What are microservices?
Microservices have been the talk of the town in recent years. From the music service Spotify to the online retailer Zalando, more and more companies are using microservices with the aim of creating clearer system landscapes. In the following article, we explain why they are becoming increasingly popular right now and what exactly microservices are.
The concept of microservices arose from the need for solutions to the problems of monolithic architectures. We call an architecture monolithic if the entire application is built in a single executable or package. This code is either executed entirely or not at all and uses only a single database. Monolithic applications usually include a user interface and a server-side application. The big advantage of these structures is especially in small web applications. In short overall, they are clear, easy to edit and thus easy to understand even for new developers.
The major disadvantage of monolithic structures, however, is that the entire system is affected in the event of failures. Reliability suffers as a result. Particularly in ever larger and more complex systems, as is the case in most companies today, clarity suffers enormously. Monolithic architectures usually also have a monolithic code base written on a programming language. Typically, the code for a monolith is written in one language and uses the same SDK and third-party library versions. This makes it both risky and costly to change even simple things like a third-party library, since all modules of the system must be changed at the same time. Using a new modern programming language is so costly for large monoliths that they are often stuck on an old technology stack for decades. Microservices offer a novel approach compared to this traditional approach. Microservices have recently been increasingly used to digitize workflows.
Microservices are an architectural approach for developing large distributed systems. Microservice architectures enable faster feature deployment and scale for large applications. Even though there is no precise microservice definition, the idea is basically easy to understand. The core idea of microservices is to divide the large system into loosely coupled services that can be deployed independently. These services, acting individually as a unit, are often very specialized and operate with a minimal range of functions.
In a modular approach, the software is divided into its components, which are arbitrarily expandable and independently interchangeable. This decentralized, small-scale structure means that microservices can be flexibly adapted to a wide variety of hardware and software environments, as well as programming languages.
In order to build a modular microservice architecture, the first step is to determine the business capabilities. Then the various services that are to run independently of each other at the end must be defined. For understanding the various dependencies, a microservice architecture diagram is of high value. Without understanding the dependencies, flexibility cannot be fully guaranteed.
Although microservices basically function independently of each other, they still occasionally need to communicate with each other in a dependent manner. This is done via so-called APIs (Application Programming Interfaces). Ideally, the microservices should each have their own database in order to distribute responsibility. This also allows updates to be completed individually.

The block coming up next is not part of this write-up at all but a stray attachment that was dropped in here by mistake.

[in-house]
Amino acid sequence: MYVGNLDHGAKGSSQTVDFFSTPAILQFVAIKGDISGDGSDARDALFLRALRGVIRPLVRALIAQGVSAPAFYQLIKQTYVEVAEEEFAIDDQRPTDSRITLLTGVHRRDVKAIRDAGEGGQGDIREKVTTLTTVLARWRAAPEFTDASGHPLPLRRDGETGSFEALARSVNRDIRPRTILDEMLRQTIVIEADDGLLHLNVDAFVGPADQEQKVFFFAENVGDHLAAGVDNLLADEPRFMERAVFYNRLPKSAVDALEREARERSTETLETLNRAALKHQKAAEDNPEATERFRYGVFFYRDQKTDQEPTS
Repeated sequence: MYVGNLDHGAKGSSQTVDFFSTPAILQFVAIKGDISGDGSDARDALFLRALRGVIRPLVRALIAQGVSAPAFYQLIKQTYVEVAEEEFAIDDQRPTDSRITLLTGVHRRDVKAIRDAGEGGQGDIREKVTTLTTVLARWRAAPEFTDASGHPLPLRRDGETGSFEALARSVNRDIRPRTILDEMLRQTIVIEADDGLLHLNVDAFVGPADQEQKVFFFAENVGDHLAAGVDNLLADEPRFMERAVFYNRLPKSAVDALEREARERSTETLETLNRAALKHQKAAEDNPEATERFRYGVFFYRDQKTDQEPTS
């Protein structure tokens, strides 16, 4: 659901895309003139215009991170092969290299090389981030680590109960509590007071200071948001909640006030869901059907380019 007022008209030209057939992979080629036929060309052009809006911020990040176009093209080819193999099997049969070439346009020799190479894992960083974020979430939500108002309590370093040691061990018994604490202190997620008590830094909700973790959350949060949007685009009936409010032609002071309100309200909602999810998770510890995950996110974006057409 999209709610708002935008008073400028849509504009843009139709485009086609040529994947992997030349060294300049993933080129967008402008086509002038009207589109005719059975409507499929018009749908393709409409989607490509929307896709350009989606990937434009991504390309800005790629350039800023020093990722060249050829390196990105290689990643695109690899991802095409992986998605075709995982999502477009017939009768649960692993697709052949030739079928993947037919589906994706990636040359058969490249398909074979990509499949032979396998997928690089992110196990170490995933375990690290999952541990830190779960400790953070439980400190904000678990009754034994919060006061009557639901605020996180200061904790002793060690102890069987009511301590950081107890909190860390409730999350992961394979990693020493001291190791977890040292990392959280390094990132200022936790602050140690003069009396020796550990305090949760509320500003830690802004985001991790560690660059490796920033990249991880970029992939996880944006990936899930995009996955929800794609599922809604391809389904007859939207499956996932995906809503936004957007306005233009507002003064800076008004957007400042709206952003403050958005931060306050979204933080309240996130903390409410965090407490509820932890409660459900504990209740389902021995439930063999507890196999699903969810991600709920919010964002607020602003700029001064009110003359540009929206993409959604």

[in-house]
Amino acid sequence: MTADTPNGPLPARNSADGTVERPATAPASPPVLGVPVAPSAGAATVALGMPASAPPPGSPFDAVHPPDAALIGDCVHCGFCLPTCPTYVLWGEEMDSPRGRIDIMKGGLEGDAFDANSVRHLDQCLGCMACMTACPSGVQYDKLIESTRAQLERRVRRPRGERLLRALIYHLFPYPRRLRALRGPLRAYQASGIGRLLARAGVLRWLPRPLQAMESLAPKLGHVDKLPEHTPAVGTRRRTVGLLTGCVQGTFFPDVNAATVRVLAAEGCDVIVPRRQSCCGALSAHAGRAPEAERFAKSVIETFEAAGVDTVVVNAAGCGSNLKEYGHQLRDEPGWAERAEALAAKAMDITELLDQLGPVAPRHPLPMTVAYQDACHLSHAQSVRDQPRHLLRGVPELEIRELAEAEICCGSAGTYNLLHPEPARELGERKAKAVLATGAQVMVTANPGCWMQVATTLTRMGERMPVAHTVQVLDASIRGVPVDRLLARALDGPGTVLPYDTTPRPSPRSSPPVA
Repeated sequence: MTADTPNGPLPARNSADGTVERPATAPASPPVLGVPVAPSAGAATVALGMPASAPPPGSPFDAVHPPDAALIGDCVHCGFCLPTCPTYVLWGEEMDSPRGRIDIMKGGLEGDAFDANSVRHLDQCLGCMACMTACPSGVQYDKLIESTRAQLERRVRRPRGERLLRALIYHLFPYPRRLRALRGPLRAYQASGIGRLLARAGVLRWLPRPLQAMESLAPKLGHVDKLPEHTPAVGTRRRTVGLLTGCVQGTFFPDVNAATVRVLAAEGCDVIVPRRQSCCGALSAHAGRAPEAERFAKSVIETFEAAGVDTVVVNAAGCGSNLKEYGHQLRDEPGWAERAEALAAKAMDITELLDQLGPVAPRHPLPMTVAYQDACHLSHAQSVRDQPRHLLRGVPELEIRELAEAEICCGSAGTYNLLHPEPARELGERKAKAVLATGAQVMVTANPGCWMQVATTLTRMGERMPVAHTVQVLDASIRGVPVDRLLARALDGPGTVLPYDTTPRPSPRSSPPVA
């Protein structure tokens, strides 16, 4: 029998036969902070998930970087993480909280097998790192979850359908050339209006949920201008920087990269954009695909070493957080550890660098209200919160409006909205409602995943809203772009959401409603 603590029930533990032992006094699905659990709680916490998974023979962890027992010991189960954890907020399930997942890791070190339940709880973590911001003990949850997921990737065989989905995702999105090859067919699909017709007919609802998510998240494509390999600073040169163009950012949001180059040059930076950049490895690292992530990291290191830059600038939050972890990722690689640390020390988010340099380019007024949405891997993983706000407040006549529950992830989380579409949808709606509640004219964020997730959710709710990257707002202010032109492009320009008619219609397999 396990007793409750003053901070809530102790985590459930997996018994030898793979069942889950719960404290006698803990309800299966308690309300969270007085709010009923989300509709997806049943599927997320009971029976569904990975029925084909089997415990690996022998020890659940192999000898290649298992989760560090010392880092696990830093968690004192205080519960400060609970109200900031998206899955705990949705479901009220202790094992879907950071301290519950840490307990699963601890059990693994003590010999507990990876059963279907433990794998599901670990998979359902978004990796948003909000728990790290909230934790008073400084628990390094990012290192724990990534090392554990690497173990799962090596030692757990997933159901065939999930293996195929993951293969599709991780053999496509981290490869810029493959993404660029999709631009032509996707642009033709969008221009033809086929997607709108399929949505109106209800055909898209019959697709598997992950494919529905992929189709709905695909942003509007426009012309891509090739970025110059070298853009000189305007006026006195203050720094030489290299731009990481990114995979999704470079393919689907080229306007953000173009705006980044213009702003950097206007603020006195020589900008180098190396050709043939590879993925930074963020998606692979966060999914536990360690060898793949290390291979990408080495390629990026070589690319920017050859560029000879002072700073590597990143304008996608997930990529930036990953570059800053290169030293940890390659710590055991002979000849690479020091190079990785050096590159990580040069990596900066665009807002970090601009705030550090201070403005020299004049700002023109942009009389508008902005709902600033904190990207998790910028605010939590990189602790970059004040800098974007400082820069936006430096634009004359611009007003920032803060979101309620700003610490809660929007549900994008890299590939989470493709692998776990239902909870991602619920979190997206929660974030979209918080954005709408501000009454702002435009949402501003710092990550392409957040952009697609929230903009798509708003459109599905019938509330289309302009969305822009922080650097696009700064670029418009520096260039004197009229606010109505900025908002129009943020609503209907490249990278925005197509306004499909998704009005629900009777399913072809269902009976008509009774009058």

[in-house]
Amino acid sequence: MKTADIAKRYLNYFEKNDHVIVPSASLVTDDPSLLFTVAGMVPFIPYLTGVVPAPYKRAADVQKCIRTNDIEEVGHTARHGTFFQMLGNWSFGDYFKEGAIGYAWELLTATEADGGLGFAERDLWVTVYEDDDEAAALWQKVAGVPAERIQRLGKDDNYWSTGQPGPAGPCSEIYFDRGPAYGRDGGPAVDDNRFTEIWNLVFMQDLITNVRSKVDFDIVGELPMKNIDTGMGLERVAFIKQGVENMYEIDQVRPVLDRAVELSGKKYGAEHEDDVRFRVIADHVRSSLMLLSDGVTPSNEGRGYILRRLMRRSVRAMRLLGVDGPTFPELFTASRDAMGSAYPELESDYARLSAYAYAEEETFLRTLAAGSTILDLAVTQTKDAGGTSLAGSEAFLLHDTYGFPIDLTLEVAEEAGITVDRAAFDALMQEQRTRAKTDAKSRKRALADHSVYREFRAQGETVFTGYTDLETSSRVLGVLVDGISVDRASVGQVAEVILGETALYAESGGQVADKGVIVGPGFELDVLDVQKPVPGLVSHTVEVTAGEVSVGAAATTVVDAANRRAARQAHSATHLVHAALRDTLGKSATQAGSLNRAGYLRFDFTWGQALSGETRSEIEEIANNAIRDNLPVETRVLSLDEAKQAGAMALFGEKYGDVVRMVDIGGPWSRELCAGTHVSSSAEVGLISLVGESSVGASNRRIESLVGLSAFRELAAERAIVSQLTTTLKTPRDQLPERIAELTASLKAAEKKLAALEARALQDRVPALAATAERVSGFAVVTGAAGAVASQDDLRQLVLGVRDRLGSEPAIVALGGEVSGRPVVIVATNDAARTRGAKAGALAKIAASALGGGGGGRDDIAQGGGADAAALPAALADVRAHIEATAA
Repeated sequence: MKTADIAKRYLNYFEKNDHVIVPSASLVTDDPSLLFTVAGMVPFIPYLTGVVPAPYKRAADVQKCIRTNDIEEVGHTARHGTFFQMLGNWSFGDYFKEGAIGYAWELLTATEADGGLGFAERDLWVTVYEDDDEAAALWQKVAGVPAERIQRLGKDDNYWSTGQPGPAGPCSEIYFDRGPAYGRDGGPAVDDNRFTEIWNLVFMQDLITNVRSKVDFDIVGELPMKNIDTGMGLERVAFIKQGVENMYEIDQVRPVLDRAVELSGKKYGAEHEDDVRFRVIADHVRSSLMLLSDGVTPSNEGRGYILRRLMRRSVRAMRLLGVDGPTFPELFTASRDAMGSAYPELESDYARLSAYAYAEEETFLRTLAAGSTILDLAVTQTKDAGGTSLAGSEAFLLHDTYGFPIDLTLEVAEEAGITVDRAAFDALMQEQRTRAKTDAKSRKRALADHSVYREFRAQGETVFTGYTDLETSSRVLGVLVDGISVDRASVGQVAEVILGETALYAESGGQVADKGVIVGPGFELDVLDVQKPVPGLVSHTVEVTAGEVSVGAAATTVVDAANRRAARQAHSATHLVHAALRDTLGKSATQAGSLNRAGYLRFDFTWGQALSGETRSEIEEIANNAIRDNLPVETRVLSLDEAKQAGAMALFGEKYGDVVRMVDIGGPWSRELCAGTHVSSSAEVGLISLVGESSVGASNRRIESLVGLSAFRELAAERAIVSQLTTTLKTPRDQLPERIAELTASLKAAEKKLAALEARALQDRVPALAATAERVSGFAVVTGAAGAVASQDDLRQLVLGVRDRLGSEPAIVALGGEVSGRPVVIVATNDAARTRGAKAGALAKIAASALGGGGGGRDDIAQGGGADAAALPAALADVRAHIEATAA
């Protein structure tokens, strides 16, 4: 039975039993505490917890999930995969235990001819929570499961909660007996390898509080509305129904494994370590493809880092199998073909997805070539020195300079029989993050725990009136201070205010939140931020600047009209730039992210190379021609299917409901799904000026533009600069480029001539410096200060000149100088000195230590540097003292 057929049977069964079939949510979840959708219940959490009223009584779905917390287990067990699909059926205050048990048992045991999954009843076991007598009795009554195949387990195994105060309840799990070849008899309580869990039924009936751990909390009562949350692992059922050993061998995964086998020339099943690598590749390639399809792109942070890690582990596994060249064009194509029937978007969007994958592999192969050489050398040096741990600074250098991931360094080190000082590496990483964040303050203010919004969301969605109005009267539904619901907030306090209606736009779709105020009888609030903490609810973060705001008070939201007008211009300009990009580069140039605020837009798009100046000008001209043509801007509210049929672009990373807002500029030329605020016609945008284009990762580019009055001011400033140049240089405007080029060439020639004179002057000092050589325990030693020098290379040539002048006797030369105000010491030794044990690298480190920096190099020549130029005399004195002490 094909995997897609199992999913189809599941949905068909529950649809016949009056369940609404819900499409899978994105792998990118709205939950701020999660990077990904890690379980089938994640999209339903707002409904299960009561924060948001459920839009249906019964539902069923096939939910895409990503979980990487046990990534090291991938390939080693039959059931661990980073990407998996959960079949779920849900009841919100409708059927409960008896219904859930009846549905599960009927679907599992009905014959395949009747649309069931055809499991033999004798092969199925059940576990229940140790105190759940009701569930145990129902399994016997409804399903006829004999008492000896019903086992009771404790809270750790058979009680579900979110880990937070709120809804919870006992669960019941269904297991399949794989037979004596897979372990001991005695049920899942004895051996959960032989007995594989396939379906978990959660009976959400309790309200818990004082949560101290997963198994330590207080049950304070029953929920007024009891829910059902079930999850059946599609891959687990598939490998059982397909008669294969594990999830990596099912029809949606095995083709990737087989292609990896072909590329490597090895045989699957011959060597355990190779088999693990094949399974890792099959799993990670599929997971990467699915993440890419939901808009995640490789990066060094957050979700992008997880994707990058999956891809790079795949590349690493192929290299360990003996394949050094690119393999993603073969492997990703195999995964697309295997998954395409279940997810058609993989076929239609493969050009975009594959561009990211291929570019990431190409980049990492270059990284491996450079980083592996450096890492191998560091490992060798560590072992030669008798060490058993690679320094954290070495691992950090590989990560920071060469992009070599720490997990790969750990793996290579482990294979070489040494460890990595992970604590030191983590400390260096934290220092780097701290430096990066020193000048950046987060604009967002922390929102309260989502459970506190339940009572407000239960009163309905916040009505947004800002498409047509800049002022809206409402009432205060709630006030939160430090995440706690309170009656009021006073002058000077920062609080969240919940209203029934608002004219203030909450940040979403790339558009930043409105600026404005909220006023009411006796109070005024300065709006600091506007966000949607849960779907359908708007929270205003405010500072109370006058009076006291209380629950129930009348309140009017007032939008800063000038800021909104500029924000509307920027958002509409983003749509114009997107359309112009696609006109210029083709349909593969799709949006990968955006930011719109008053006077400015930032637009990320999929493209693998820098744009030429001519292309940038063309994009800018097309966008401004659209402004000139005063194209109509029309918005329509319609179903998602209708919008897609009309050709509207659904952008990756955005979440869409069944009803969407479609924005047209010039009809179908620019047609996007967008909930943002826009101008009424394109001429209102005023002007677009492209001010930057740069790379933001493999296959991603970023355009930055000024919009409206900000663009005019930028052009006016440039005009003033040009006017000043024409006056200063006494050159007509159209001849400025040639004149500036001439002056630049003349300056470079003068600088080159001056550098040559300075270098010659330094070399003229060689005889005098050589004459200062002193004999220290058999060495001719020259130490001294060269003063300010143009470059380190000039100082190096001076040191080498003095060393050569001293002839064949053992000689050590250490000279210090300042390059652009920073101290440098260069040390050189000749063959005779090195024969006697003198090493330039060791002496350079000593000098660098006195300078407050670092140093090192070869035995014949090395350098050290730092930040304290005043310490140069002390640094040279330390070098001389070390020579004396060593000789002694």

It is typical that dependencies among microservices increase as they grow, interface, protocols, and locations increase. API gateways forward requests within the microservice architecture to the service best suited to answer them.
Especially for large applications, microservices offer a whole range of benefits. The advantages of using microservices are thus numerous in the complex system landscapes of today’s business world. Here’s an overview of the main three:
- Bug fixing and maintenance: Due to the small-scale architecture, bugs can be localized and solved quickly. The rest of the software is often unaffected by errors in a single service. Updates can also be performed for individual microservices. This makes them evolutionary and adaptable.
- Scaling: If the load on the applications is too high, the services can be duplicated as required, thus preventing bottlenecks. Horizontal scaling also works, however, with individual services operating on powerful hardware or multiple computers.
- Integration: In constantly changing system landscapes, software should be able to integrate necessary software components in the form of features and services. Advantages of using microservices here are that through continuous use of integration tools, the complete connection process has been revolutionized by microservices. This offers completely new opportunities, especially for process digitization.
Compared to traditional architecture, microservices offer numerous advantages, especially when web applications have reached a certain size. The monolithic approach, on the other hand, is more suitable for small and medium sizes, but can also sometimes cause headaches during maintenance or updates. For a decision regarding the system architecture, it can be concluded that it is always worthwhile to seek professional advice.
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